Q: What do I need to know to ensure that I am eating nutritiously before and during my pregnancy, and while breast-feeding?
A: Pregnancy and breast-feeding are times when you want your nutrition to be the best it can be. But it's also a time when you'll get all kinds of well-meaning but conflicting advice about how to go about it. Here's what you need to know:
BEFORE YOU GET PREGNANT Folate is a B vitamin that helps protect against certain birth defects. You'll find it in green leafy vegetables, beans, and enriched products (some breads, pastas, and cereals), as well as in all common multiple vitamins. You'll want to be sure folate-rich foods are in your routine before you conceive. To avoid mercury and other toxins that can harm your baby, many authorities also recommend avoiding tuna, shark, swordfish, king mackerel, and tilefish. If you're on a plant-based diet, you've already covered these bases.
DURING PREGNANCY Yes, you're eating for two. But one of you is very small, so you really do not need a huge amount of extra food. Pregnant women need about 300 calories per day over and above their normal intake, which is about a cup and a half of rice, a cup of chickpeas, or three medium apples. Pregnancy is not a time to skimp on food, a lesson learned from the Dutch famine during World War II when foods were so strictly rationed that the population was all but starving. Women who were in the early stages of pregnancy during this time gave birth to children who grew up to have a higher risk of weight problems and heart disease, compared to people who were better nourished during fetal growth. Aspects of the baby's biochemistry appear to be programmed before birth, so having adequate nutrition is critical during this time.
What's good weight gain? About 25 to 35 pounds is reasonable—a bit more if you're underweight and less if you're overweight. What about protein, iron, and other nutrients of concern? Plant-based diets provide plenty of protein, even without any special combining or "food complementing." This is also true in pregnancy. The natural increase in food intake will give you the protein you need. You need extra iron, mainly in the second half of pregnancy, so green leafy vegetables and beans are foods to favor. Some women do fine getting their iron entirely from food sources, along with whatever iron they have stored up already; others need an iron supplement (usually about 30 milligrams per day, with more for women who are large, anemic, or pregnant with twins). Your doctor can easily test your iron status at the beginning and middle of pregnancy to see if you need extra amounts. There is no need to add meat or other animal products for iron, and you are better off without them.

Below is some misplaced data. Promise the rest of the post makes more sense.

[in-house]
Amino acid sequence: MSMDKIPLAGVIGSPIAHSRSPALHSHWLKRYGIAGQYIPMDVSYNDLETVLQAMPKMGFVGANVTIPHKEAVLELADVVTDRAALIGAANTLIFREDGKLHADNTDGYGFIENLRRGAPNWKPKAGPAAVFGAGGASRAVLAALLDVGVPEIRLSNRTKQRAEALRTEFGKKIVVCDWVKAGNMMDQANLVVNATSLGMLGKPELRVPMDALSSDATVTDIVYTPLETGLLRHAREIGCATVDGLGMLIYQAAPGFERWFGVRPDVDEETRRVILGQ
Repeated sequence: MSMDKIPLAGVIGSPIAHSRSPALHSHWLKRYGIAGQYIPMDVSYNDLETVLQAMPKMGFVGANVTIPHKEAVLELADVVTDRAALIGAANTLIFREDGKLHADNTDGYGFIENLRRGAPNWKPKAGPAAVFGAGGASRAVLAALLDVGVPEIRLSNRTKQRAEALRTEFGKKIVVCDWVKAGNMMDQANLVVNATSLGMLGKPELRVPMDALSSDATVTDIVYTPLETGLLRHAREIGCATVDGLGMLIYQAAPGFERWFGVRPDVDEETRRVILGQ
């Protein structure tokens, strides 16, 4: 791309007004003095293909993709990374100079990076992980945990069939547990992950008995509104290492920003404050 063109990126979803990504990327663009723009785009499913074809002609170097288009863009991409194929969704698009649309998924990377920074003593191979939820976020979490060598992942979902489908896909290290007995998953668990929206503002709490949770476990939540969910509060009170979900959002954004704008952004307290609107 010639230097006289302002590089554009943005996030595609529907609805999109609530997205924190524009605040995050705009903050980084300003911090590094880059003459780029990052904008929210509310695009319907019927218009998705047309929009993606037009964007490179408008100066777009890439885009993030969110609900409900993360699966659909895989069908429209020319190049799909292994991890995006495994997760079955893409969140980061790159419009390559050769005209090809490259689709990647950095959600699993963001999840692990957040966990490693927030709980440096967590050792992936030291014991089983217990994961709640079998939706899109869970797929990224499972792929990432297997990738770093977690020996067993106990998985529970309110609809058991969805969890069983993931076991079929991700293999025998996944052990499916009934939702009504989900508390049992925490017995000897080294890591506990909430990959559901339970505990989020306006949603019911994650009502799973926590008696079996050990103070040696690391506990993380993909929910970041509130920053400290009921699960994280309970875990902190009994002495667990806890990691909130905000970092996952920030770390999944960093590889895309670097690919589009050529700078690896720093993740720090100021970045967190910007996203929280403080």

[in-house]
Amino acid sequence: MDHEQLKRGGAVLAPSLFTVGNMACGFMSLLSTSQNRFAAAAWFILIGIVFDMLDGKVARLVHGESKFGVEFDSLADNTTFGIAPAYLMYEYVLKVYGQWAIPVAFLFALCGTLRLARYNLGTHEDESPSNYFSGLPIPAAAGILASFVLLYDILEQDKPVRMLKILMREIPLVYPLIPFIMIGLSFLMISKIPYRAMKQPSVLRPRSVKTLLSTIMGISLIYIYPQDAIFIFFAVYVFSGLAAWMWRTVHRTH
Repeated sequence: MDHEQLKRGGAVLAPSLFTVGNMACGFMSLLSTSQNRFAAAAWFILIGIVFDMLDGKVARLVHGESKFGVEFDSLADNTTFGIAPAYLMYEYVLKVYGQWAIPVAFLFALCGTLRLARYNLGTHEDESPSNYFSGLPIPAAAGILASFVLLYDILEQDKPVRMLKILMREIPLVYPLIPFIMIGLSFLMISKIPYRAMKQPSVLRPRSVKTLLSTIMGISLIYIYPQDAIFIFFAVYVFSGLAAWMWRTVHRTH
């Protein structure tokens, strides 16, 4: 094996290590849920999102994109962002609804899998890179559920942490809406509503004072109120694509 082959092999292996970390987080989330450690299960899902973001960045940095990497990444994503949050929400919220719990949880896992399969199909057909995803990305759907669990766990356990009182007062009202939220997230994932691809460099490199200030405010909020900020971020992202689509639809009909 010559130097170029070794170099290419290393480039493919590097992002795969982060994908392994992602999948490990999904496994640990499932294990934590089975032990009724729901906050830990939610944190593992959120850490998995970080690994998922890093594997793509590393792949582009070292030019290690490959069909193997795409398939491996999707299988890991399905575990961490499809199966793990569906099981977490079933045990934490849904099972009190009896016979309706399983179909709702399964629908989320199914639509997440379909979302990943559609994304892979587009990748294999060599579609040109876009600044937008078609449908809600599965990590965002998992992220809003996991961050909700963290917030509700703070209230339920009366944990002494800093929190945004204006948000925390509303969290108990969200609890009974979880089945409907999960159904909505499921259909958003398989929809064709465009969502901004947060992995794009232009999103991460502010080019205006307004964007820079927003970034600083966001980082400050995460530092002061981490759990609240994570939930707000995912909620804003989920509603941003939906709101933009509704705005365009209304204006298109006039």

You do need vitamin B12 for healthy nerves and healthy blood, and the most reliable source is a prenatal vitamin. Do not count on spirulina or miso to provide enough vitamin B12. What about omega-3s,the "good fats" that are required for healthy development of the brain and nervous system? Many plant-based foods, especially flax, walnuts, soybeans, and soy products, are rich in alpha-linolenic acid, a basic omega-3 fat that converts to other omega-3s, including EPA (eicosapentaenoic acid) and DHA (docosahexaenoic acid). Questioning whether this conversion process is rapid enough to supply the full range of omega-3s the body needs, some have pushed fish oil, which contains preformed EPA and DHA. However, studies so far suggest that fish oil is not at all necessary. First, a recent Australian study published in the Journal of the American Medical Association showed that participants' daily intake of a DHA-rich fish oil supplement during pregnancy offered no detectable cognitive benefits for their children when evaluated at 18 months. Second, the European Prospective Investigation into Cancer and Nutrition study showed that women following entirely plant-based diets tend to have more omega-3s in their blood, compared with meat-eating and fish-eating women.
Women who want to hedge their bets can find plant-derived DHA supplements at any health food store and also online. Studies on caffeine have given mixed results, but the best evidence—from a study of 1,063 women in the San Francisco Bay area—indicates that caffeine, even the amount in one or two cups of coffee daily, may increase the possibility of miscarriage. As for alcohol, avoid it, period.
WHILE BREAST-FEEDING Breast-feeding is a real gift for both mother and child. For mom, it saves the time, expense, and inconvenience of formula feedings. For baby, breast-feeding reduces the risk of obesity, diabetes, and other health problems later in life. Because your body is making breast milk, you'll need extra calories and overall good nutrition, just as in pregnancy. And you'll want to continue to be careful about what you eat; there is a lot of truth in the adage that what you eat, your baby eats too. Some foods consumed by a mother can cause colic in her breast-feeding infant. Cow's milk is a common offender.
The problem appears to be proteins that pass from the cow's milk into the mother's bloodstream and ultimately into her breast milk. Some breast-feeding mothers have also linked colic to onions, cruciferous vegetables (broccoli, cauliflower, or cabbage), and chocolate.
All in all, it's not such a challenge to eat for two: eat a healthful diet emphasizing vegetables, fruits, whole grains, and legumes, and increase your portions appropriately.
By Neal D. Barnard, MD